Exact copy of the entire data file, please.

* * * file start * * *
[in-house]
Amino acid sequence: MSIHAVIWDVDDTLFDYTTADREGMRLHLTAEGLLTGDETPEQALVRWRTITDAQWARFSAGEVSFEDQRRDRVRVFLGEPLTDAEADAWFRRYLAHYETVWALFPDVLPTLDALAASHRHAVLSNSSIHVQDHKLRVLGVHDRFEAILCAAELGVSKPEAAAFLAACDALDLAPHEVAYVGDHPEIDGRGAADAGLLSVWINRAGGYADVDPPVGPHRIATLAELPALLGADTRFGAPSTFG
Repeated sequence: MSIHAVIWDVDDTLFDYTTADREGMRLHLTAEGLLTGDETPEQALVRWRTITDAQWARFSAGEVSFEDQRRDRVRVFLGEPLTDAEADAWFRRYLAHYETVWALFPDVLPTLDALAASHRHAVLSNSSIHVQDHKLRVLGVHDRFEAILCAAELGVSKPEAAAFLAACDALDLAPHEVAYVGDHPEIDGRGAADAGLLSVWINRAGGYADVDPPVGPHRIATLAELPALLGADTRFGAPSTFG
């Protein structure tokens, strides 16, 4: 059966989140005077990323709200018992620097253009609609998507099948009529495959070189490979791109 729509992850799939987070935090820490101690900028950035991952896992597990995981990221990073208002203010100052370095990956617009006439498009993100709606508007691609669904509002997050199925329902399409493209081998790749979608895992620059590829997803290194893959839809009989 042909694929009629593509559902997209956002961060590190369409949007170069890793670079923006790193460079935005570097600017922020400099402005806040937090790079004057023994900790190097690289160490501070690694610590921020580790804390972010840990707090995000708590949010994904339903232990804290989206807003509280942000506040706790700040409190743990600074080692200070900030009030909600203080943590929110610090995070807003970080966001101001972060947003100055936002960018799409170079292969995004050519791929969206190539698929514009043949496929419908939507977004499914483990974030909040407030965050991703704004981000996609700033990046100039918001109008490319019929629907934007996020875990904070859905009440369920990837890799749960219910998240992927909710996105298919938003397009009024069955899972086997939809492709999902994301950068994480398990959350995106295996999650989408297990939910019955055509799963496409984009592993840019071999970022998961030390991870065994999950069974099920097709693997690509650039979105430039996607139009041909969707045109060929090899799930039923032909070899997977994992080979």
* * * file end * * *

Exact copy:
[in-house]
Amino acid sequence: MSIHAVIWDVDDTLFDYTTADREGMRLHLTAEGLLTGDETPEQALVRWRTITDAQWARFSAGEVSFEDQRRDRVRVFLGEPLTDAEADAWFRRYLAHYETVWALFPDVLPTLDALAASHRHAVLSNSSIHVQDHKLRVLGVHDRFEAILCAAELGVSKPEAAAFLAACDALDLAPHEVAYVGDHPEIDGRGAADAGLLSVWINRAGGYADVDPPVGPHRIATLAELPALLGADTRFGAPSTFG
Repeated sequence: MSIHAVIWDVDDTLFDYTTADREGMRLHLTAEGLLTGDETPEQALVRWRTITDAQWARFSAGEVSFEDQRRDRVRVFLGEPLTDAEADAWFRRYLAHYETVWALFPDVLPTLDALAASHRHAVLSNSSIHVQDHKLRVLGVHDRFEAILCAAELGVSKPEAAAFLAACDALDLAPHEVAYVGDHPEIDGRGAADAGLLSVWINRAGGYADVDPPVGPHRIATLAELPALLGADTRFGAPSTFG
């Protein structure tokens, strides 16, 4: 059966989140005077990323709200018992620097253009609609998507099948009529495959070189490979791109 729509992850799939987070935090820490101690900028950035991952896992597990995981990221990073208002203010100052370095990956617009006439498009993100709606508007691609669904509002997050199925329902399409493209081998790749979608895992620059590829997803290194893959839809009989 042909694929009629593509559902997209956002961060590190369409949007170069890793670079923006790193460079935005570097600017922020400099402005806040937090790079004057023994900790190097690289160490501070690694610590921020580790804390972010840990707090995000708590949010994904339903232990804290989206807003509280942000506040706790700040409190743990600074080692200070900030009030909600203080943590929110610090995070807003970080966001101001972060947003100055936002960018799409170079292969995004050519791929969206190539698929514009043949496929419908939507977004499914483990974030909040407030965050991703704004981000996609700033990046100039918001109008490319019929629907934007996020875990904070859905009440369920990837890799749960219910998240992927909710996105298919938003397009009024069955899972086997939809492709999902994301950068994480398990959350995106295996999650989408297990939910019955055509799963496409984009592993840019071999970022998961030390991870065994999950069974099920097709693997690509650039979105430039996607139009041909969707045109060929090899799930039923032909070899997977994992080979």